Howard Arkley

As mentioned yesterday alongside the private home of Corbett Lyon and his family, which doubles as the Housemuseum is a public museum, offering a changing exhibition. From the image above and reminiscent of the white cube in the house, its easy to see it was also designed by Corbett Lyon.

From modest beginnings in the late 1980s, the Lyon Collection has grown to become one of the largest and most significant contemporary collections in the country – around 350 works by over 50 artists. Following selected artists over the course of their evolving practices, the Collection includes works by internationally recognised Australian artists Brook Andrew, Howard Arkley, Patricia Piccinini, Callum Morton, Shaun Gladwell, Daniel von Sturmer and Daniel Crooks and represents many of the key moments and important shifts in Australian artistic practice and thinking.

Today we will showcase some of the artworks of Howard Arkley, pictured below.


Howard Arkley painted with great care and astonishing precision, while he lived with a recklessness that worried the many people who were deeply fond of him. His premature death at 48 in 1999 from a heroin overdose, highlights the fact that he not only lived fast, he also achieved a prodigious output. Arkley exhibited professionally for almost thirty years and was invariably included in the major surveys of contemporary Australians.(credit:

His attachment to genuine popular culture was a fact of his life, not a cool, ironic affectation. Although the best-known subject matter of his art is suburbia, seemingly the most boring of themes, for Arkley it was an endless source of fascination, and he depicted the sedate homes of Melbourne with a lurid vitality which makes them like a crazy vision of heaven. (credit:

Below, some examples of works he completed in 1999.

As you can see, Howard Arkley's understanding of colour and technical virtuosity as a painter, were exceptional. His skill with an air brush, which he used to create taut vibrating lines and details, gives a hallucinatory presence to his canvases.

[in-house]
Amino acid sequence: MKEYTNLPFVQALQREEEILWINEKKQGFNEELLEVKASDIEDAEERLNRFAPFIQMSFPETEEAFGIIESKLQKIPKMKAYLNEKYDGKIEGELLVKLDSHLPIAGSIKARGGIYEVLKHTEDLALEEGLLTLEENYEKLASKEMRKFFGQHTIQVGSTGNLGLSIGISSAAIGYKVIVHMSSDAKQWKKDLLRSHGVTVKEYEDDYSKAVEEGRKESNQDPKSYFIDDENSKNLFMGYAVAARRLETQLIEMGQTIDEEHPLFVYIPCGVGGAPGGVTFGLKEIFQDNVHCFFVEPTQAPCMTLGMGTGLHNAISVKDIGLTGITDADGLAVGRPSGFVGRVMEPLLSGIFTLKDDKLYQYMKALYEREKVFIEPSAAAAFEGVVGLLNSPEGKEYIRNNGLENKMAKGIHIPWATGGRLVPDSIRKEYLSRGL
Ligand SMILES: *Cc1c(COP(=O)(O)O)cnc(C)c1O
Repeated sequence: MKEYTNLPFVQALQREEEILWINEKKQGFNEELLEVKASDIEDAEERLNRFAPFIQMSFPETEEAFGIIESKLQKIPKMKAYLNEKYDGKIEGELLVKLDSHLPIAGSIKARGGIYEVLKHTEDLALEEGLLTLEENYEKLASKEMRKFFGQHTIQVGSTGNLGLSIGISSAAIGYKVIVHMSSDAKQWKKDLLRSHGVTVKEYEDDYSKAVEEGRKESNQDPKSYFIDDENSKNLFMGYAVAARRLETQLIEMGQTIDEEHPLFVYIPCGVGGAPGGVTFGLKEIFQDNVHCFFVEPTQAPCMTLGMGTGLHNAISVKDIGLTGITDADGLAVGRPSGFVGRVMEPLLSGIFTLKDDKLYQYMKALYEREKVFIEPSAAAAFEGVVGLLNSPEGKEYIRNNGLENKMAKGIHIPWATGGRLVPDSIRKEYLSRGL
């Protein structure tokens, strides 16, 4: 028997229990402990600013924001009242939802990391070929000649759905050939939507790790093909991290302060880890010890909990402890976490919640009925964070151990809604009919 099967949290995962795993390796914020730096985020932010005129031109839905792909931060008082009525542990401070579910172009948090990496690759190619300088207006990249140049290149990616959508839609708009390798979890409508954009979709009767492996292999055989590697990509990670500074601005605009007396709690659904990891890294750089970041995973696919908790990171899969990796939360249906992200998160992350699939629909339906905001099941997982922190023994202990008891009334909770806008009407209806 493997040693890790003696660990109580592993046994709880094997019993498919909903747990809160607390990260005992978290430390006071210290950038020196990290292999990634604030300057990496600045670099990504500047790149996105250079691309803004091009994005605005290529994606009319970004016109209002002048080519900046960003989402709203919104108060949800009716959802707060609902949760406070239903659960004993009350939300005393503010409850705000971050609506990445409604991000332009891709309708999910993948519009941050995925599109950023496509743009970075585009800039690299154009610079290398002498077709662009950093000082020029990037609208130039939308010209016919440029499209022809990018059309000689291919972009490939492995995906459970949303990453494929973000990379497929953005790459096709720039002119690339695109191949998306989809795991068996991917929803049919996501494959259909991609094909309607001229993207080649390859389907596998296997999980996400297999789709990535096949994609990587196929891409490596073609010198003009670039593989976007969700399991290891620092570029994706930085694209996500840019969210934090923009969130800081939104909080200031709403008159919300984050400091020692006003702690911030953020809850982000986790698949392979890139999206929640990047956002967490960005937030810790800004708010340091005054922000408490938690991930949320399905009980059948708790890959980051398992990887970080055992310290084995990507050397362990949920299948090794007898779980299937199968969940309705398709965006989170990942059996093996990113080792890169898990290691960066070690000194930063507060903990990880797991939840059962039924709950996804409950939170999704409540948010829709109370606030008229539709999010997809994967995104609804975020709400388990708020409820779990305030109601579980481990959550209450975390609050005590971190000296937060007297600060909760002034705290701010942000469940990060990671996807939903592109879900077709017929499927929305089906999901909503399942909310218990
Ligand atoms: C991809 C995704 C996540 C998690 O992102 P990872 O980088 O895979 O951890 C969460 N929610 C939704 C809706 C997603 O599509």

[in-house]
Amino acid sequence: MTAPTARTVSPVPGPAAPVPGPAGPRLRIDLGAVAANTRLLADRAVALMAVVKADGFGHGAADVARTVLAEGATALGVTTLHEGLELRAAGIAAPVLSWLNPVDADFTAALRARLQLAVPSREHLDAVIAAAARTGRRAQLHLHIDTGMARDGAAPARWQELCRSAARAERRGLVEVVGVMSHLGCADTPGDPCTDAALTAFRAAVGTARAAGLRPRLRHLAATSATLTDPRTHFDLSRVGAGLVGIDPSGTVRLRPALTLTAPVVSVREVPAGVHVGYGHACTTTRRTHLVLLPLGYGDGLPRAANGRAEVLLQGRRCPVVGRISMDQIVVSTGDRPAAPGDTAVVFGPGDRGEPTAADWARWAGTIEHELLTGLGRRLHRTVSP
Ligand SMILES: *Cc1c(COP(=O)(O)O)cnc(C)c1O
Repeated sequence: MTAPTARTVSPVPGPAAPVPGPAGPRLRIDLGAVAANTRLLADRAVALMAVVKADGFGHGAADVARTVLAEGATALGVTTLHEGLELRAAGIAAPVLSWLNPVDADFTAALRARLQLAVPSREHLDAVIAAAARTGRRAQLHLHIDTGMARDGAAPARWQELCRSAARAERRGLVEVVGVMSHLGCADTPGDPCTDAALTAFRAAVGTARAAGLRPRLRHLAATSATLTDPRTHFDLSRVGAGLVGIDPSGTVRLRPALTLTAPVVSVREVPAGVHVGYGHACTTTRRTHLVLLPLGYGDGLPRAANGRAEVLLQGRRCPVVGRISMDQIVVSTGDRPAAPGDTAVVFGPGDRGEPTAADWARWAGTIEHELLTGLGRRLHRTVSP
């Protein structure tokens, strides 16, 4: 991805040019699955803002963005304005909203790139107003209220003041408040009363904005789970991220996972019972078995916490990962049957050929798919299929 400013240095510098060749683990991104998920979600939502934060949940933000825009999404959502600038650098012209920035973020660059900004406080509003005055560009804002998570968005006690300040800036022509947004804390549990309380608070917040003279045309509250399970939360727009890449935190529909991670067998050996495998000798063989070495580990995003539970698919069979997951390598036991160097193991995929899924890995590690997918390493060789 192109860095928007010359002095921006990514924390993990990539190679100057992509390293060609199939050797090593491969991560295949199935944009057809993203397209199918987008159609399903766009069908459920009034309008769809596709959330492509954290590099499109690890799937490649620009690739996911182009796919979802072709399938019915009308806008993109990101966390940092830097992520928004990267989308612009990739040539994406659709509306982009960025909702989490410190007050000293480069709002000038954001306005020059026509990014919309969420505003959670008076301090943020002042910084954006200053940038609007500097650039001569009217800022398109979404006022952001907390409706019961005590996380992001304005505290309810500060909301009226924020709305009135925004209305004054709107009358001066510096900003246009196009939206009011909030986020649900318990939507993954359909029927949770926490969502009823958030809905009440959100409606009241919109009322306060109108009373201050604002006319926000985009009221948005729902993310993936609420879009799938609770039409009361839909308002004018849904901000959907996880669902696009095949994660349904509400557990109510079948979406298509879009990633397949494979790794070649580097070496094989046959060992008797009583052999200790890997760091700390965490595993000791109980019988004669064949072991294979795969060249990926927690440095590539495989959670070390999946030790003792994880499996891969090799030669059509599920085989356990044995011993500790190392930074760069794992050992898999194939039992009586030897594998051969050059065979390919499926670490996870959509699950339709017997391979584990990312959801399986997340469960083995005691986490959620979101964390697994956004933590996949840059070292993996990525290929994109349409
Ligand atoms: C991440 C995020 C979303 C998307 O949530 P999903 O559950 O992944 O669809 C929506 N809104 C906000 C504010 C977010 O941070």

During the year before he died he was the focus of a considerable amount of public attention, especially after the National Portrait Gallery commissioned him to paint Nick Cave.

He saw beauty in what we might consider mundane cityscapes. Below centre is a freeway photo taken by Arkley in Los Angeles soon before his death, from which you can see on either side, two of the resulting works:

Freeway Exit – 1999 (left) - Grey line-work, a feature of most of his freeway compositions, is particularly prominent here, and in this case the reduced tonality does project a cool, almost diagrammatic air, by comparison with other, more vividly coloured examples also produced in 1999, e.g. The Freeway - 1999 (right) noticeably more vivid.

Howard Arkley: The Home Show (48th Venice Biennale, Australian Pavilion), 13 June-7 November 1999, Australia’s official presentation at the 1999 Biennale, generated widespread attention, even before Arkley’s sudden death – barely a month after the show opened.

All the works included had already been seen previously, although four new panels were added to the original 1997 form of Fabricated Rooms, all now owned by Corbett Lyon and displayed in the Housemuseum formal dining room, as shown below.

Also below, Corbett Lyon with Howard Arkley and his wife Alison, whom he had only married a few weeks before in the USA.


All images are my own unles otherwise stated.
Text taken from and

Like so many artistic people Howard Arkley died at the height of his creative power: Raphael, Vincent van Gogh, George Seurat, Amedeo Modigliani, Eva Hesse, all died far too young. But like Howard Arkley, each has left behind an indelible print of their creative percpetion of their world.